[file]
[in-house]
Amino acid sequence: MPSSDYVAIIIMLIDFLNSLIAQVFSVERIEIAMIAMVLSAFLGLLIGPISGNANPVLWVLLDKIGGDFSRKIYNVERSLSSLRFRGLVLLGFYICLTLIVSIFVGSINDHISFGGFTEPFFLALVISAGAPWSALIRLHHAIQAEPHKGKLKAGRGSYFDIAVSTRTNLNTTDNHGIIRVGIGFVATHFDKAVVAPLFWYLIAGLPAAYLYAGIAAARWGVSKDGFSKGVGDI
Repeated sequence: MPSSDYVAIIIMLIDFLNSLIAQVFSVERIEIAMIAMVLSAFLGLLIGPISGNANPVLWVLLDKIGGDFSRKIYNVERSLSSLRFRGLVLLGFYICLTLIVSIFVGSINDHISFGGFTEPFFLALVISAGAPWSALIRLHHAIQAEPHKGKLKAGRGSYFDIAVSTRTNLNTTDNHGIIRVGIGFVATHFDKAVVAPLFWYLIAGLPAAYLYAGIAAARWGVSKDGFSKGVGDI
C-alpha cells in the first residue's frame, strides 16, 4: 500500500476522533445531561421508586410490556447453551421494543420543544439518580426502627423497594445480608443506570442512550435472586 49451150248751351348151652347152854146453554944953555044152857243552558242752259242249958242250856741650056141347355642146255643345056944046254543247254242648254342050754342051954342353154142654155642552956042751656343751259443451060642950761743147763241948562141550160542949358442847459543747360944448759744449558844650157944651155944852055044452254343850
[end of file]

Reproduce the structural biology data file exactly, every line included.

[in-house]
Amino acid sequence: MPSSDYVAIIIMLIDFLNSLIAQVFSVERIEIAMIAMVLSAFLGLLIGPISGNANPVLWVLLDKIGGDFSRKIYNVERSLSSLRFRGLVLLGFYICLTLIVSIFVGSINDHISFGGFTEPFFLALVISAGAPWSALIRLHHAIQAEPHKGKLKAGRGSYFDIAVSTRTNLNTTDNHGIIRVGIGFVATHFDKAVVAPLFWYLIAGLPAAYLYAGIAAARWGVSKDGFSKGVGDI
Repeated sequence: MPSSDYVAIIIMLIDFLNSLIAQVFSVERIEIAMIAMVLSAFLGLLIGPISGNANPVLWVLLDKIGGDFSRKIYNVERSLSSLRFRGLVLLGFYICLTLIVSIFVGSINDHISFGGFTEPFFLALVISAGAPWSALIRLHHAIQAEPHKGKLKAGRGSYFDIAVSTRTNLNTTDNHGIIRVGIGFVATHFDKAVVAPLFWYLIAGLPAAYLYAGIAAARWGVSKDGFSKGVGDI
C-alpha cells in the first residue's frame, strides 16, 4: 500500500476522533445531561421508586410490556447453551421494543420543544439518580426502627423497594445480608443506570442512550435472586 49451150248751351348151652347152854146453554944953555044152857243552558242752259242249958242250856741650056141347355642146255643345056944046254543247254242648254342050754342051954342353154142654155642552956042751656343751259443451060642950761743147763241948562141550160542949358442847459543747360944448759744449558844650157944651155944852055044452254343850